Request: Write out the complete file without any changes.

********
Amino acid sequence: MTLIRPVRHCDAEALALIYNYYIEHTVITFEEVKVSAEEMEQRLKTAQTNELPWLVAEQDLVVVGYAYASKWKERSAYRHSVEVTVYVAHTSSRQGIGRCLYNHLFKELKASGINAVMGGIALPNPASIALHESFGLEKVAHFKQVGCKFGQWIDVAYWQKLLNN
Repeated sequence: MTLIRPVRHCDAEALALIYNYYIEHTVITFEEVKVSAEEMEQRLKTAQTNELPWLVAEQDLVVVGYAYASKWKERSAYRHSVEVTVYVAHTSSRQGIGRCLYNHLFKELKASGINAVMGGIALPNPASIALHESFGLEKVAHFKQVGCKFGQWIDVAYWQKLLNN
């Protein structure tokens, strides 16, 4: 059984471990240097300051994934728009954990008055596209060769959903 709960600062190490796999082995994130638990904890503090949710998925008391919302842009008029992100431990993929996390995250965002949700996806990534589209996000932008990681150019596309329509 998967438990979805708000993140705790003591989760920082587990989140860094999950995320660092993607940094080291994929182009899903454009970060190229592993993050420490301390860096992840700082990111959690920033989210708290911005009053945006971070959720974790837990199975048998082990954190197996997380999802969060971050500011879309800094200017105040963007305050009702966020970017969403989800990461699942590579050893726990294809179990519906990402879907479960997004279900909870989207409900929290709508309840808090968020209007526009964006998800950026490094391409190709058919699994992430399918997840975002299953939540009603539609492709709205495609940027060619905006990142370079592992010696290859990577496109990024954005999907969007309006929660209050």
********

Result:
Amino acid sequence: MTLIRPVRHCDAEALALIYNYYIEHTVITFEEVKVSAEEMEQRLKTAQTNELPWLVAEQDLVVVGYAYASKWKERSAYRHSVEVTVYVAHTSSRQGIGRCLYNHLFKELKASGINAVMGGIALPNPASIALHESFGLEKVAHFKQVGCKFGQWIDVAYWQKLLNN
Repeated sequence: MTLIRPVRHCDAEALALIYNYYIEHTVITFEEVKVSAEEMEQRLKTAQTNELPWLVAEQDLVVVGYAYASKWKERSAYRHSVEVTVYVAHTSSRQGIGRCLYNHLFKELKASGINAVMGGIALPNPASIALHESFGLEKVAHFKQVGCKFGQWIDVAYWQKLLNN
């Protein structure tokens, strides 16, 4: 059984471990240097300051994934728009954990008055596209060769959903 709960600062190490796999082995994130638990904890503090949710998925008391919302842009008029992100431990993929996390995250965002949700996806990534589209996000932008990681150019596309329509 998967438990979805708000993140705790003591989760920082587990989140860094999950995320660092993607940094080291994929182009899903454009970060190229592993993050420490301390860096992840700082990111959690920033989210708290911005009053945006971070959720974790837990199975048998082990954190197996997380999802969060971050500011879309800094200017105040963007305050009702966020970017969403989800990461699942590579050893726990294809179990519906990402879907479960997004279900909870989207409900929290709508309840808090968020209007526009964006998800950026490094391409190709058919699994992430399918997840975002299953939540009603539609492709709205495609940027060619905006990142370079592992010696290859990577496109990024954005999907969007309006929660209050």